Bernard Fernandez: Temple senior promoting her first boxing card

Brittany Rogers, a senior at Temple, is promoting her first boxing card.
Brittany Rogers, a senior at Temple, is promoting her first boxing card. (DAVID MAIALETTI / STAFF PHOTOGRAPHER)
Posted: September 21, 2011

BOXING IS a sport where past and future converge more often than one might expect, but seldom has that been as obvious as what will happen on Sept. 30 at the National Guard Armory in Northeast Philadelphia.

When welterweights "The New" Ray Robinson (11-2, 4 KOs) and Manuel Guzman (7-12-2, 3 KOs) square off in the eight-round main event, it will mark not only the promotional debut of Brittany Rogers, a 22-year-old Temple student, but the 42nd anniversary of the first card staged by J Russell Peltz. He was a 22-year-old Temple graduate when his marquee bout ended in a first-round knockout for North Philly middleweight sensation Bennie Briscoe over Tito Marshall at the Blue Horizon.

The significant date of what was and what will be, might be enough to cue up the theme music from "The Twilight Zone," but that's not all. Rogers, a senior Sport and Recreation Management major, is an intern with Peltz Boxing Promotions, learning the ropes, as it were, from a veteran of the promotional wars who was inducted into the International Boxing Hall of Fame in 2004.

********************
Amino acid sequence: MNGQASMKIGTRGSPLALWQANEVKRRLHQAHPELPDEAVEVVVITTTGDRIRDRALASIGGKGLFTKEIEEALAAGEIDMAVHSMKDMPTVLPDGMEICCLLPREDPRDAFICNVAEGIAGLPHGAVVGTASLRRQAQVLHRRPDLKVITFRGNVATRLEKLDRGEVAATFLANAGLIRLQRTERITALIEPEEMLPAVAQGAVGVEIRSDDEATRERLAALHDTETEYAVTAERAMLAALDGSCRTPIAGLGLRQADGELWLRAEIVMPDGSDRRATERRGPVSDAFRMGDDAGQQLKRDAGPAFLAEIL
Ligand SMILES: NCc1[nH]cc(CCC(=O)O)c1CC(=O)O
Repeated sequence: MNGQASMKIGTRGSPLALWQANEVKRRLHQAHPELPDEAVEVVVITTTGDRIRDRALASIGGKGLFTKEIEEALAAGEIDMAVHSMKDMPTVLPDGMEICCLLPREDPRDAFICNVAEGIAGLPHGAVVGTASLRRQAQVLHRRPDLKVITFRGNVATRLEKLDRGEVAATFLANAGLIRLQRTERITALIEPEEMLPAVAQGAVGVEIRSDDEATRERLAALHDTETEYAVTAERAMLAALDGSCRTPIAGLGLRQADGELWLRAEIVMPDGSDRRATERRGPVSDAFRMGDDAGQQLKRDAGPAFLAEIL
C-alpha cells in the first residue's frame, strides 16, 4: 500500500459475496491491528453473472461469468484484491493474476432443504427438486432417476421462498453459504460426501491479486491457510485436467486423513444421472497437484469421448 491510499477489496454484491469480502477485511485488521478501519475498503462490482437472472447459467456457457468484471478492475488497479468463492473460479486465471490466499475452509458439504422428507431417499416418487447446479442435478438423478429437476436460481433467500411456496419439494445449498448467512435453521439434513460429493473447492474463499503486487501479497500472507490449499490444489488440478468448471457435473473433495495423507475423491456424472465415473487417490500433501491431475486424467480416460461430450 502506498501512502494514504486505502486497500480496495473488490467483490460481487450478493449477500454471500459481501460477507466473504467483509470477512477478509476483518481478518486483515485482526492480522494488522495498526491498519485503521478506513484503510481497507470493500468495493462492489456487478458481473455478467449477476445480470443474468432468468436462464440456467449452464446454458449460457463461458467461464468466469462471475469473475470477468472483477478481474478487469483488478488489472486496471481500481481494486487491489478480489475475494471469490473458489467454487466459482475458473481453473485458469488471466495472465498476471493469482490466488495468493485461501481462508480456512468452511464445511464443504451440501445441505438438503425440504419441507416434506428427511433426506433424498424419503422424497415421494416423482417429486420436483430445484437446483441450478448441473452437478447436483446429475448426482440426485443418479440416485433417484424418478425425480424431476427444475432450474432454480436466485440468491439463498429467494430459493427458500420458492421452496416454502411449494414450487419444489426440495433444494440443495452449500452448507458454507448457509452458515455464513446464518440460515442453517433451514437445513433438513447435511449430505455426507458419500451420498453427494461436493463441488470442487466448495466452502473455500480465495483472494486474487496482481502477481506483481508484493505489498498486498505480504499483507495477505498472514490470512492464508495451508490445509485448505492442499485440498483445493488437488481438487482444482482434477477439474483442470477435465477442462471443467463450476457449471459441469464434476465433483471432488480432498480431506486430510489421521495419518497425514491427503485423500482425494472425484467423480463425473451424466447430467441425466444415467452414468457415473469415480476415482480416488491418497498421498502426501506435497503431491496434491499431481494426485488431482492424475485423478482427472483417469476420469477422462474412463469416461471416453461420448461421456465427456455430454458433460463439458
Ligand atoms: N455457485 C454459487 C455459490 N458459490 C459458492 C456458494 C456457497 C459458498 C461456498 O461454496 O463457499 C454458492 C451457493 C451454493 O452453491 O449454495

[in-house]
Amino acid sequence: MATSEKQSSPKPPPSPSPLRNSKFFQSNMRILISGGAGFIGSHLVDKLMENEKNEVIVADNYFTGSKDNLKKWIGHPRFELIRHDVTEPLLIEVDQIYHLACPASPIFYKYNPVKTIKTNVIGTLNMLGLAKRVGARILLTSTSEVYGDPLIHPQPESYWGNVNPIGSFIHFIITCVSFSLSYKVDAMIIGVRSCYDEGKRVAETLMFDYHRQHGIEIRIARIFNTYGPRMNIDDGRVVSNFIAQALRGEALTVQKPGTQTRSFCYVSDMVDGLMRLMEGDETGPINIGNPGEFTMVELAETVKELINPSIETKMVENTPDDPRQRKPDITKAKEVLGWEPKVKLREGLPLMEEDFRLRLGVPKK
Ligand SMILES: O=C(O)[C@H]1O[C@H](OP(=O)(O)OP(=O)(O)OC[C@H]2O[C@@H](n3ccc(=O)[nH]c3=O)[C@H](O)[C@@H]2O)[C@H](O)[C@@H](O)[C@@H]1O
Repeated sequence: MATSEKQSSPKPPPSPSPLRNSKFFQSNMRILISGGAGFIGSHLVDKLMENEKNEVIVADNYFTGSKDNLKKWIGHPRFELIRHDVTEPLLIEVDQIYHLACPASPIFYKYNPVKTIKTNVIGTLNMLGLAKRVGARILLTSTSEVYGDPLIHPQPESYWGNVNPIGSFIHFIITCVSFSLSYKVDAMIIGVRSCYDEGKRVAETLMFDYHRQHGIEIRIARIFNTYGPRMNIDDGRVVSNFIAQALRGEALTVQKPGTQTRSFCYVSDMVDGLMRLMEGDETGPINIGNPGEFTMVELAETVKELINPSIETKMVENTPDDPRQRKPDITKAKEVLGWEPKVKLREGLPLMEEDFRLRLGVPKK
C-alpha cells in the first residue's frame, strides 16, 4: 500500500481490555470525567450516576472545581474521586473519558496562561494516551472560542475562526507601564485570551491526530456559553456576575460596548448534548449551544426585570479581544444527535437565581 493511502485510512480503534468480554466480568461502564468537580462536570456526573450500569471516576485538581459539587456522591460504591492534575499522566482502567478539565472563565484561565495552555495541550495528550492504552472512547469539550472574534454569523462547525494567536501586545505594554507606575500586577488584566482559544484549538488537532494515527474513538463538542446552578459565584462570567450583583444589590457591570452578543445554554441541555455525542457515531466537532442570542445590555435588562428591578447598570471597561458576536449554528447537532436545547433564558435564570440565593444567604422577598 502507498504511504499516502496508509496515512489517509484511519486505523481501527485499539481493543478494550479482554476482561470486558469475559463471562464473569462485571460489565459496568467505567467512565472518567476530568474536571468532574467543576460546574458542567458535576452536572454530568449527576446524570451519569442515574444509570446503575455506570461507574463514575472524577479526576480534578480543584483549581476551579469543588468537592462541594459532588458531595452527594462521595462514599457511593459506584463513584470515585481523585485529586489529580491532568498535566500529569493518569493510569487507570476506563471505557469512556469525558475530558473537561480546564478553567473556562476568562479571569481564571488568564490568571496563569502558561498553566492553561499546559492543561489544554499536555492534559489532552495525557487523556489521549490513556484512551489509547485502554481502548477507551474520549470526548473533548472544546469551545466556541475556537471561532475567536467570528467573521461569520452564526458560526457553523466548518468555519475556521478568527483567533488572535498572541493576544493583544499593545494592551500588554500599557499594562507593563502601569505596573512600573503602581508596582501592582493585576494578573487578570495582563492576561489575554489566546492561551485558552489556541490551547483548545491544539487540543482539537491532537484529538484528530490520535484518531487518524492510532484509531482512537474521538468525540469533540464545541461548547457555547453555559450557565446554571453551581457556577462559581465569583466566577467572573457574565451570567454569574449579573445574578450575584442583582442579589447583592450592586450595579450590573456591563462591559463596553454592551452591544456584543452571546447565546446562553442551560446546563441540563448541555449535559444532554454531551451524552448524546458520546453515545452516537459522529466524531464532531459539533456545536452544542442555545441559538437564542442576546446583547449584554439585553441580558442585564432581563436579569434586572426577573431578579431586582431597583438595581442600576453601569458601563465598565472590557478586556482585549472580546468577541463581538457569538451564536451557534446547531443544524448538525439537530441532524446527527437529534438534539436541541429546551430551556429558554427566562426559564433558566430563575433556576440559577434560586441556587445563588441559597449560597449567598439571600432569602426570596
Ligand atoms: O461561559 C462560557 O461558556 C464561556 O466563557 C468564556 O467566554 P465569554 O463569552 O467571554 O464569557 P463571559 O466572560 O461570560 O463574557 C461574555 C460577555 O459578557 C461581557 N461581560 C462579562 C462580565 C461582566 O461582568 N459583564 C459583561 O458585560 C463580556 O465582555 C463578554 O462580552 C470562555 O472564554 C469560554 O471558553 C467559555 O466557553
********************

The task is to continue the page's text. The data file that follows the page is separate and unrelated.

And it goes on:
"She drinks, eats and sleeps boxing," Peltz said of Rogers, who became interested in the sweet science through her father, former amateur fighter Michael Rogers. "She's 100 percent focused."

All of which reminds Peltz of himself, or at least the long-ago version with the bushy hair and open-collared leisure suits, any remaining photographs of which he'd like to incinerate. Asked if Rogers doesn't fit the prototypical image of a fight fan these days, Peltz laughed and said, "Yeah, she doesn't smoke a cigar."

Peltz, a former Bulletin sports writer who went from cranking out stories about the fights he saw to arranging for those fights to happen, was known as the "Boy Wonder" during and shortly after his coming-out party as a promoter in 1969.

So does that make Rogers Philly boxing's "Girl Wonder"?

"Probably," Peltz replied.

For her part, Rogers is ready to follow in whatever footsteps Peltz has laid down in a business that spits out would-be entrepreneurs who aren't prepared to stay with it. He has seen a lot of them come and go in this town, fly-by-nighters who thought they could become the next Bob Arum or Don King, or even the next J Russell Peltz, as swiftly as it took for Mike Tyson to knock out Michael Spinks.

" 'Girl Wonder?' " Rogers said, trying on the handle for size. "I'll take that."

Make no mistake, Rogers doesn't intend her Armory show to be a one-and-done. She insists she's in it for the long haul, ready to accept the occasional red-ink soaking until her company, BAM Boxing Promotions, becomes established enough to turn the financial corner. Her mentor, Peltz, has told her of his own perilous journey from not knowing where the rent money would come to enshrinement in Canastota, N.Y., a four-decade thrill ride of peaks and valleys.